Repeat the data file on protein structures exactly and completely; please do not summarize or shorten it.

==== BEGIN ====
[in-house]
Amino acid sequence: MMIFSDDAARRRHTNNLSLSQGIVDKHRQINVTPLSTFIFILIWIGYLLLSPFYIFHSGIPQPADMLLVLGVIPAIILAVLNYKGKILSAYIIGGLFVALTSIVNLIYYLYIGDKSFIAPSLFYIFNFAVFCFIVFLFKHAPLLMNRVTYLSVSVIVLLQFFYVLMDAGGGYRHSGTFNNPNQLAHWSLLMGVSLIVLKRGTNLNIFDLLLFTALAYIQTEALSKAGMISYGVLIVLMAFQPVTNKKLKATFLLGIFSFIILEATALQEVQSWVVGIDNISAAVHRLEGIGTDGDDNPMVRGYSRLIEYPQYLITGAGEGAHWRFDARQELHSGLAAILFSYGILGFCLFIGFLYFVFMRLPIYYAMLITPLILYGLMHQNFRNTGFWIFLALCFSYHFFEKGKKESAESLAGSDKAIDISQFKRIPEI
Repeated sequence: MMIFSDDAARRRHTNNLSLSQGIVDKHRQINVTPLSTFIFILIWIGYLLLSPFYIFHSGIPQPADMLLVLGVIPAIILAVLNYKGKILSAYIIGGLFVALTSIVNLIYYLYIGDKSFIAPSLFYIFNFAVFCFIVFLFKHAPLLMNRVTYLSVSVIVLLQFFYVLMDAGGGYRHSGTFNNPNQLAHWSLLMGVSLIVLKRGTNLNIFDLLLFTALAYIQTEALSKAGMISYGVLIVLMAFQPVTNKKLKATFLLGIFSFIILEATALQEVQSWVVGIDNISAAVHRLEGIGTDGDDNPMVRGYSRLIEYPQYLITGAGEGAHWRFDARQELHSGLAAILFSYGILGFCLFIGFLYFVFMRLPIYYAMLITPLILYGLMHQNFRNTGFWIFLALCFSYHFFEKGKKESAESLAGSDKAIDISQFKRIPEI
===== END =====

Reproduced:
[in-house]
Amino acid sequence: MMIFSDDAARRRHTNNLSLSQGIVDKHRQINVTPLSTFIFILIWIGYLLLSPFYIFHSGIPQPADMLLVLGVIPAIILAVLNYKGKILSAYIIGGLFVALTSIVNLIYYLYIGDKSFIAPSLFYIFNFAVFCFIVFLFKHAPLLMNRVTYLSVSVIVLLQFFYVLMDAGGGYRHSGTFNNPNQLAHWSLLMGVSLIVLKRGTNLNIFDLLLFTALAYIQTEALSKAGMISYGVLIVLMAFQPVTNKKLKATFLLGIFSFIILEATALQEVQSWVVGIDNISAAVHRLEGIGTDGDDNPMVRGYSRLIEYPQYLITGAGEGAHWRFDARQELHSGLAAILFSYGILGFCLFIGFLYFVFMRLPIYYAMLITPLILYGLMHQNFRNTGFWIFLALCFSYHFFEKGKKESAESLAGSDKAIDISQFKRIPEI
Repeated sequence: MMIFSDDAARRRHTNNLSLSQGIVDKHRQINVTPLSTFIFILIWIGYLLLSPFYIFHSGIPQPADMLLVLGVIPAIILAVLNYKGKILSAYIIGGLFVALTSIVNLIYYLYIGDKSFIAPSLFYIFNFAVFCFIVFLFKHAPLLMNRVTYLSVSVIVLLQFFYVLMDAGGGYRHSGTFNNPNQLAHWSLLMGVSLIVLKRGTNLNIFDLLLFTALAYIQTEALSKAGMISYGVLIVLMAFQPVTNKKLKATFLLGIFSFIILEATALQEVQSWVVGIDNISAAVHRLEGIGTDGDDNPMVRGYSRLIEYPQYLITGAGEGAHWRFDARQELHSGLAAILFSYGILGFCLFIGFLYFVFMRLPIYYAMLITPLILYGLMHQNFRNTGFWIFLALCFSYHFFEKGKKESAESLAGSDKAIDISQFKRIPEI